Silicon Power may not be your go-to company when it comes to Filling DIMM slots with RAM, they may not have even been in your mind at all, but out of the blue, we were offered a chance to look at what they have. It appears Silicon Power provides three versions of DDR4 at this time, some without heat spreaders, and two kits with them, but searching the list; we found out that XPOWER is their gaming moniker, and it happens to be part of what brings us together now.
More specifically, it is a set of Silicon Power XPOWER Turbine DDR4. Under this lineup, users have a few options. Currently, the XPOWER Turbine is offered as single 8GB and 16GB sticks, and when "kits" are sent, you get multiple single stick packages in 16GB or 32GB densities. Speeds start at 2666MHz, but you can also opt for 3200MHz, 3600MHz, even 4133MHz. Timings change dependent on the speed but come as either CAS16 or CAS 19. Voltage starts at 1.20V for the slower RAM yet gets as high as 1.40V for the faster memory. Lastly, should any issues arise with your XPOWER Turbine memory, no worries, it comes with a lifetime warranty.
What we have in our hands are two packages of SP008GXLZU320BSA, each of them 8GB for a total of 16GB of RAM to test in dual channel. The XMP profile for this set delivers 3200MHz of speed with CAS16 used. With 10-layer PCBs and the use of Samsung ICs, we have a feeling that there is more left in the tank as well. Stick with us as we cover the aesthetics, features, components, and get through testing. As for a company that slips the minds of many when looking for DDR4, they do offer something worthy of your attention.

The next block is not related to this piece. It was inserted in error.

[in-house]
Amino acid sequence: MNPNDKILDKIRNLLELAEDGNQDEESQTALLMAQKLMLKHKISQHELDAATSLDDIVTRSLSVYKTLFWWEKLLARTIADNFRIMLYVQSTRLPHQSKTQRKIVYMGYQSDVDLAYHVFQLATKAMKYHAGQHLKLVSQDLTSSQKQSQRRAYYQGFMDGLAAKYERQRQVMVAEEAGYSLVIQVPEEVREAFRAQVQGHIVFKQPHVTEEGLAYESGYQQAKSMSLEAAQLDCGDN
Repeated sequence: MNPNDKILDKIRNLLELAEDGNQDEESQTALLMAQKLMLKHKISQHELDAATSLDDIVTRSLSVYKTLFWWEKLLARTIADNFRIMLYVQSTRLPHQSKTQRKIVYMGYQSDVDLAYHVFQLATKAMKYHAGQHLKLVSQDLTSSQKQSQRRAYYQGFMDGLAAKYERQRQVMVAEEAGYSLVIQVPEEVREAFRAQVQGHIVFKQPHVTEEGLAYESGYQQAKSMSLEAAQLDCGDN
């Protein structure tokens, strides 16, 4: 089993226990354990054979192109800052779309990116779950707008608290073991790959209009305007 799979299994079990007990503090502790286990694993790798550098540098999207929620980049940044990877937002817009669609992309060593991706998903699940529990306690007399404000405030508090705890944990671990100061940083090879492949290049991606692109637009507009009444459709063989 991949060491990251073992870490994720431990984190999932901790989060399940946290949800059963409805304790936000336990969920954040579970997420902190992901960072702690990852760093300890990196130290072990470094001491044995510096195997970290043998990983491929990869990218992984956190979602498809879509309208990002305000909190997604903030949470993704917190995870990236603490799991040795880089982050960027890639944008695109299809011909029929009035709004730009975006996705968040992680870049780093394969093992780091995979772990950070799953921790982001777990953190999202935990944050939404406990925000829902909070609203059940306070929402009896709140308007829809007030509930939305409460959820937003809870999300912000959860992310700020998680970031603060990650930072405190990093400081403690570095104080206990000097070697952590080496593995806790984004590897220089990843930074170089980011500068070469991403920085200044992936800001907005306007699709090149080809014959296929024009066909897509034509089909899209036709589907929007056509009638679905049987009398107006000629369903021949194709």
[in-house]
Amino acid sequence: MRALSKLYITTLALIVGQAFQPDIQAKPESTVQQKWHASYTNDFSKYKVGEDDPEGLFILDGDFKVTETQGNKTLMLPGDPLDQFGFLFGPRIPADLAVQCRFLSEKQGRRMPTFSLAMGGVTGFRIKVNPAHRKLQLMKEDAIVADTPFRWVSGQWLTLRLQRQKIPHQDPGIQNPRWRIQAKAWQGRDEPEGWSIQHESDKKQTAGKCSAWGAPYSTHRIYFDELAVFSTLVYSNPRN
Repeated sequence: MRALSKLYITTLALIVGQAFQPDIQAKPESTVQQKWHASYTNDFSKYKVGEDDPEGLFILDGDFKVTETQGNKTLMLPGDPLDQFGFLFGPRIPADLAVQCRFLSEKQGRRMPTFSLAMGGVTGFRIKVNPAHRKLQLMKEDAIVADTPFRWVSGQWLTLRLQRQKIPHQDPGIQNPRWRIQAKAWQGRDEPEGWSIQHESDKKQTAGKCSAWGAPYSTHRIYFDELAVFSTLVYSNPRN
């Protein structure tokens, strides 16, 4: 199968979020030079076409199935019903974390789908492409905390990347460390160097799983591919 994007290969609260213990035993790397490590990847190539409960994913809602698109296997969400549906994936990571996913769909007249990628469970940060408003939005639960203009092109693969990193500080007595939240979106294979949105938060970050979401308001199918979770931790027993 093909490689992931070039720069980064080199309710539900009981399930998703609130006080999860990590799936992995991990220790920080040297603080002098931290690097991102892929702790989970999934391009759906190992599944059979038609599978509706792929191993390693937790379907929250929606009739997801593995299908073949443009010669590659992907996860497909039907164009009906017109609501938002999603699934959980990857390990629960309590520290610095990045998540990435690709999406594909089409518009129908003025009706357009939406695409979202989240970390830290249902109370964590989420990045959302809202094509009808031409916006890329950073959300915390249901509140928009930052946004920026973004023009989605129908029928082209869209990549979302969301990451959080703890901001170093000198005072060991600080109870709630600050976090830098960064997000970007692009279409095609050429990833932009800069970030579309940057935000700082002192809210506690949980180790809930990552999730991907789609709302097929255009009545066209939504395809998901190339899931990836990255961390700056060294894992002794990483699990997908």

Silicon Power sent over a 16GB "kit" of the XPOWER Turbine, but our 8GB sticks are packed individually in hermetically sealed packages. While we can see the memory, all of the names like XPOWER Turbine Gaming, and even a few features, on the back is a QR Code to ease the activation of the warranty.
Most of the time, we see black, red, or white used for heat spreaders, and it is refreshing to see electric blue heat spreaders again. The top of the spreader has "wings" and in the middle of them, "SP" is pressed into the metal. The stickers sporting the XPOWER name over the honeycomb shape is also sleek, as it matches the black PCB.
On the reverse, the heat spreader and sticker are identical to what is shown above, but there is the product sticker to look at this time too. Below the SP logo and multi-colored stripe across the top, we can see the part number for this stick, the speed, and CAS timing, as well as the density, but no mention here of the voltage needed.